A summary of important health news from the past week.
Hurricane Maria, a category 5 storm, has had some devastating effects on many islands throughout the Caribbean. In the Commonwealth of Dominica, the hurricane destroyed the healthcare infrastructure. Maria killed 15 and injured many others in addition to leaving the island’s main hospital without power for several days.
People Are Living Longer, But Violent Deaths Are On The Rise
A recent study published in The Lancet found that deaths caused by conflict, terrorism, and gun violence have increased greatly in the last ten years. In 2016, there were 150,500 reported deaths attributed to war and terrorism. This is a 143% increase from the numbers reported in 2006, and many of these deaths resulted from conflict in the Middle East and North Africa.
By: Shamard Charles, M.D.
President and CEO of CVS Health, Larry J. Merlo, announced CVS is, "further strengthening [their] commitment to help providers and patients balance the need for powerful medications with the risk of abuse and misuse.” This entails limiting opioid prescription to a seven-day supply, as well as mandating that pharmacists filling the prescriptions speak to patients about risks of addiction, secure storage of medications in the home and proper disposal. This initiative to control opioid abuse is planned to roll out February 1, 2018.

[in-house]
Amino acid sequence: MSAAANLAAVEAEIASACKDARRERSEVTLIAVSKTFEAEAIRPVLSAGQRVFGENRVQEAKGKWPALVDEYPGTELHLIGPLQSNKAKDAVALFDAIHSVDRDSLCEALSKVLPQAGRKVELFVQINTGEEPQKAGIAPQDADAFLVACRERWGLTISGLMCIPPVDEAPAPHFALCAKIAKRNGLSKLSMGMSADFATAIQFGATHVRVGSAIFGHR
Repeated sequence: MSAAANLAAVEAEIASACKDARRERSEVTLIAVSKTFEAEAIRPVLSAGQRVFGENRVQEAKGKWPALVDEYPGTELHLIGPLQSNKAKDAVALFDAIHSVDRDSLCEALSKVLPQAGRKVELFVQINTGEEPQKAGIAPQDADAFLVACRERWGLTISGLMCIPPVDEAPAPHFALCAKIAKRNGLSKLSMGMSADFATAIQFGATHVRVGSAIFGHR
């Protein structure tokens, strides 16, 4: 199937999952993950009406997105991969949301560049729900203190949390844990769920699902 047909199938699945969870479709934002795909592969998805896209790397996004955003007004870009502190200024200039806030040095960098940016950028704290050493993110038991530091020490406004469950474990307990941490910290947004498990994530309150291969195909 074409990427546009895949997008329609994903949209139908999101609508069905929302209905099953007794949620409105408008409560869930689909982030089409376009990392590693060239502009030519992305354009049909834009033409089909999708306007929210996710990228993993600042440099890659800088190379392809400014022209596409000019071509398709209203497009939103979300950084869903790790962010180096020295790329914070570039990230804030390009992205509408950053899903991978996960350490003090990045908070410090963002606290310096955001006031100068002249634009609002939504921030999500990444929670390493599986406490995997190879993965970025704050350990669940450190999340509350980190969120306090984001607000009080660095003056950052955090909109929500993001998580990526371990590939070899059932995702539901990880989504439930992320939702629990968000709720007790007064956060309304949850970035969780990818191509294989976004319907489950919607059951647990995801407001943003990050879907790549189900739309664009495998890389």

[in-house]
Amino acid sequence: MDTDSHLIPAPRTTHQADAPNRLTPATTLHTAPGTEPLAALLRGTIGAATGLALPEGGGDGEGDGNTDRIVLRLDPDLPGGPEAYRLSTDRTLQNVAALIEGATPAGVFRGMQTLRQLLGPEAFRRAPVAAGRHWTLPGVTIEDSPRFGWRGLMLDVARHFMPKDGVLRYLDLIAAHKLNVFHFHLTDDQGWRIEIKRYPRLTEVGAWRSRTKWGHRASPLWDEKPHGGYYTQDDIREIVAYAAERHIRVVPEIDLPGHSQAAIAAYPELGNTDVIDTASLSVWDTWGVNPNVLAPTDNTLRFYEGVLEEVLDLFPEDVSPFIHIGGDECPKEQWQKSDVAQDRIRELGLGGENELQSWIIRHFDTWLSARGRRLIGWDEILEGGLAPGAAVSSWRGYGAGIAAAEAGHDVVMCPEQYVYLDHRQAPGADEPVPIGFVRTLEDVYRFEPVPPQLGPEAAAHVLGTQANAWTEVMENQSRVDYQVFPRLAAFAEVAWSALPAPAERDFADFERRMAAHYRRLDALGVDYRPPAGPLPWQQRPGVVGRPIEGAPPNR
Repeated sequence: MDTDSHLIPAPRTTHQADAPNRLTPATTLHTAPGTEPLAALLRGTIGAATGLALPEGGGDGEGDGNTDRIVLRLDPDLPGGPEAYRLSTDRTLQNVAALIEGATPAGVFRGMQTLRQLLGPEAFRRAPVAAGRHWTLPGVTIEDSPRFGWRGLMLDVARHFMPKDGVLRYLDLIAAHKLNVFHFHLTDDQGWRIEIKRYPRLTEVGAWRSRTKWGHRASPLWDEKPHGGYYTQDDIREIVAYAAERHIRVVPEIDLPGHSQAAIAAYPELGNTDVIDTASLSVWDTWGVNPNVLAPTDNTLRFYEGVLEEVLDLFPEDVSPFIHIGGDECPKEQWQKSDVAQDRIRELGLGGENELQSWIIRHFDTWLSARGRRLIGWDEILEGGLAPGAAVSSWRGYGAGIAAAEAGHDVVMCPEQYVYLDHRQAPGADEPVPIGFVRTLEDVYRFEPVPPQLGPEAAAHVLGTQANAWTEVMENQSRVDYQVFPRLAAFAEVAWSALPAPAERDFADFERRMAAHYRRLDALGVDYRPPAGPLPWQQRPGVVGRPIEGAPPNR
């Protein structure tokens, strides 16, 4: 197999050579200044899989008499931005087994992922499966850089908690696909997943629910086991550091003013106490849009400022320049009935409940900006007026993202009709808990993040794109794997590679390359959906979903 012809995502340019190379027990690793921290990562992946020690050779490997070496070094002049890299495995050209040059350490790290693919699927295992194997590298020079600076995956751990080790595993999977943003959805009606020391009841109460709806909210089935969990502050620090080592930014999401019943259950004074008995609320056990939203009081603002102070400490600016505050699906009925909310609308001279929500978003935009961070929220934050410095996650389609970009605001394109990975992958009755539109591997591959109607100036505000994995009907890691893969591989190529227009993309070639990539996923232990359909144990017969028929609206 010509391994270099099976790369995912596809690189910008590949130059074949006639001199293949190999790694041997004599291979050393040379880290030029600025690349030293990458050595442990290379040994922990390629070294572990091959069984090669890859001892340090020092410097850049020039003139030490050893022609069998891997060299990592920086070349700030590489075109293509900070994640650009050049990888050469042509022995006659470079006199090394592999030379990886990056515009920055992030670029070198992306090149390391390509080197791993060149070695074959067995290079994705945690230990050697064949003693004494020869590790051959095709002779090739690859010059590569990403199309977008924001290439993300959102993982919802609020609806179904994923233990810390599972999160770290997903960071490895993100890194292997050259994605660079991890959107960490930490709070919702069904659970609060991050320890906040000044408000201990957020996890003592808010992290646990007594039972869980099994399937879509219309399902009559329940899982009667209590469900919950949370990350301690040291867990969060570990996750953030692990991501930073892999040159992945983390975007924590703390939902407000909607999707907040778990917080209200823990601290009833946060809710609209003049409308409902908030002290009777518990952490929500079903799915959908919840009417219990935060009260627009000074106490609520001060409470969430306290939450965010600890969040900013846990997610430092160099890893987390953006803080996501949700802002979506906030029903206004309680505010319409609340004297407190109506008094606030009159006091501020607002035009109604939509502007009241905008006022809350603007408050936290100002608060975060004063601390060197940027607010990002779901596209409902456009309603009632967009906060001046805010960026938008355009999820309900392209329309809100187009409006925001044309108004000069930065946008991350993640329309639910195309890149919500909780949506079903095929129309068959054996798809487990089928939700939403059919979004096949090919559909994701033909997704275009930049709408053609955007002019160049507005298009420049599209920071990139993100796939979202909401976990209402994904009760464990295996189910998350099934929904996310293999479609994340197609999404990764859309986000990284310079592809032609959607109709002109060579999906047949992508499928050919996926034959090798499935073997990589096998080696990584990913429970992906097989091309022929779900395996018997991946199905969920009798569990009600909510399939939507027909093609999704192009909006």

Alarm as 'super malaria' spreads in South East Asia
"Super malaria", a strain that is resistance to anti-malaria drugs, is sweeping South East Asia. It first emerged in Cambodia and is now prevalent in Thailand, Laos, and Vietnam. Researchers published a letter in The Lancet Infectious Disease, describing the new strain and noting that growing resistance to the drug could be catastrophic and makes the effort to eradicate malaria more pressing.
The world is running out of antibiotics, WHO says
On Tuesday, the World Health Organization (WHO) published a report stating that there are not enough new antibiotic treatments being produced in order to fight the twelve distinct families of antibiotic-resistant bacteria. Researchers are working on creating biologicals - or medicines made from natural sources - which could prevent bacteria from becoming resistant to treatment. The problem, Bill Hanage - an assistant professor at Harvard T.H. Chan School of Public Health - argues, is that drugs for humans have to pass three phases. Those drugs only have a 14% of passing all three, making it very difficult for new drugs to make their way into pharmacies.
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